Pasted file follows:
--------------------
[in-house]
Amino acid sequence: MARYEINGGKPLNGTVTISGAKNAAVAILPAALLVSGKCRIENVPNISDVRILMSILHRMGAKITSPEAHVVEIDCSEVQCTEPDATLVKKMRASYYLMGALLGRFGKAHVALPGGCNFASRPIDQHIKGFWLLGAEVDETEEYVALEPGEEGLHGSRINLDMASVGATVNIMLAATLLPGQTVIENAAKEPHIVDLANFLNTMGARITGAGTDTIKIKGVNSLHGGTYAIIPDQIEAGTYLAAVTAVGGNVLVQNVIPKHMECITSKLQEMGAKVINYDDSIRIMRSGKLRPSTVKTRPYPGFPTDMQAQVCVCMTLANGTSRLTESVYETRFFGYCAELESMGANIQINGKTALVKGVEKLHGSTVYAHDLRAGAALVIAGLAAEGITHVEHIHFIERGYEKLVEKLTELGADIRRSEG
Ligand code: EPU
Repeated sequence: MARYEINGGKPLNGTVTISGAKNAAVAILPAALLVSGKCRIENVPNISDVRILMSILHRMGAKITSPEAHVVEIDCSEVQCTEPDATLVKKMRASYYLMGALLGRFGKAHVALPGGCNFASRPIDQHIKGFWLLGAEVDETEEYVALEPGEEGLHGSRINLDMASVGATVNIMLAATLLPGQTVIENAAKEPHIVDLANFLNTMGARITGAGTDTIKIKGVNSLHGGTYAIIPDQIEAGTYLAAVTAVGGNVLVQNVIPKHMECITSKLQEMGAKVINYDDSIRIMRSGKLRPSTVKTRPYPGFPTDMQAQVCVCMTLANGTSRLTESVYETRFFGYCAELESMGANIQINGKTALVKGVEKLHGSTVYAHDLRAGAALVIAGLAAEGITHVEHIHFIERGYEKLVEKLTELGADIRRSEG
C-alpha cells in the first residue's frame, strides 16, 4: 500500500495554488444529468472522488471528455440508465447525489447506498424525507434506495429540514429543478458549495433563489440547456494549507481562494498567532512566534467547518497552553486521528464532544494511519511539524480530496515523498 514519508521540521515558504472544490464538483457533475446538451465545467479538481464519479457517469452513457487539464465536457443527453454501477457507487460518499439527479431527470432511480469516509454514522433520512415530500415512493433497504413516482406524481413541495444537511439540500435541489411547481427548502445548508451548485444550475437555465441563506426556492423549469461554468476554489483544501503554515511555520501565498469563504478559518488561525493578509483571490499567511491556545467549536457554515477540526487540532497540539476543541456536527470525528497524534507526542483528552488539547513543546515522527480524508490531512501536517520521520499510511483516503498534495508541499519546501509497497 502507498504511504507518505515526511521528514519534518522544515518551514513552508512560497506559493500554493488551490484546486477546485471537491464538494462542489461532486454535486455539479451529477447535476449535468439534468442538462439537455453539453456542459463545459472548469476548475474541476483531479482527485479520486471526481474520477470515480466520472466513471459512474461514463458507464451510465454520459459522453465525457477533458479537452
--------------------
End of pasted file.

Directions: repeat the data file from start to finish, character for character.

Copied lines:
[in-house]
Amino acid sequence: MARYEINGGKPLNGTVTISGAKNAAVAILPAALLVSGKCRIENVPNISDVRILMSILHRMGAKITSPEAHVVEIDCSEVQCTEPDATLVKKMRASYYLMGALLGRFGKAHVALPGGCNFASRPIDQHIKGFWLLGAEVDETEEYVALEPGEEGLHGSRINLDMASVGATVNIMLAATLLPGQTVIENAAKEPHIVDLANFLNTMGARITGAGTDTIKIKGVNSLHGGTYAIIPDQIEAGTYLAAVTAVGGNVLVQNVIPKHMECITSKLQEMGAKVINYDDSIRIMRSGKLRPSTVKTRPYPGFPTDMQAQVCVCMTLANGTSRLTESVYETRFFGYCAELESMGANIQINGKTALVKGVEKLHGSTVYAHDLRAGAALVIAGLAAEGITHVEHIHFIERGYEKLVEKLTELGADIRRSEG
Ligand code: EPU
Repeated sequence: MARYEINGGKPLNGTVTISGAKNAAVAILPAALLVSGKCRIENVPNISDVRILMSILHRMGAKITSPEAHVVEIDCSEVQCTEPDATLVKKMRASYYLMGALLGRFGKAHVALPGGCNFASRPIDQHIKGFWLLGAEVDETEEYVALEPGEEGLHGSRINLDMASVGATVNIMLAATLLPGQTVIENAAKEPHIVDLANFLNTMGARITGAGTDTIKIKGVNSLHGGTYAIIPDQIEAGTYLAAVTAVGGNVLVQNVIPKHMECITSKLQEMGAKVINYDDSIRIMRSGKLRPSTVKTRPYPGFPTDMQAQVCVCMTLANGTSRLTESVYETRFFGYCAELESMGANIQINGKTALVKGVEKLHGSTVYAHDLRAGAALVIAGLAAEGITHVEHIHFIERGYEKLVEKLTELGADIRRSEG
C-alpha cells in the first residue's frame, strides 16, 4: 500500500495554488444529468472522488471528455440508465447525489447506498424525507434506495429540514429543478458549495433563489440547456494549507481562494498567532512566534467547518497552553486521528464532544494511519511539524480530496515523498 514519508521540521515558504472544490464538483457533475446538451465545467479538481464519479457517469452513457487539464465536457443527453454501477457507487460518499439527479431527470432511480469516509454514522433520512415530500415512493433497504413516482406524481413541495444537511439540500435541489411547481427548502445548508451548485444550475437555465441563506426556492423549469461554468476554489483544501503554515511555520501565498469563504478559518488561525493578509483571490499567511491556545467549536457554515477540526487540532497540539476543541456536527470525528497524534507526542483528552488539547513543546515522527480524508490531512501536517520521520499510511483516503498534495508541499519546501509497497 502507498504511504507518505515526511521528514519534518522544515518551514513552508512560497506559493500554493488551490484546486477546485471537491464538494462542489461532486454535486455539479451529477447535476449535468439534468442538462439537455453539453456542459463545459472548469476548475474541476483531479482527485479520486471526481474520477470515480466520472466513471459512474461514463458507464451510465454520459459522453465525457477533458479537452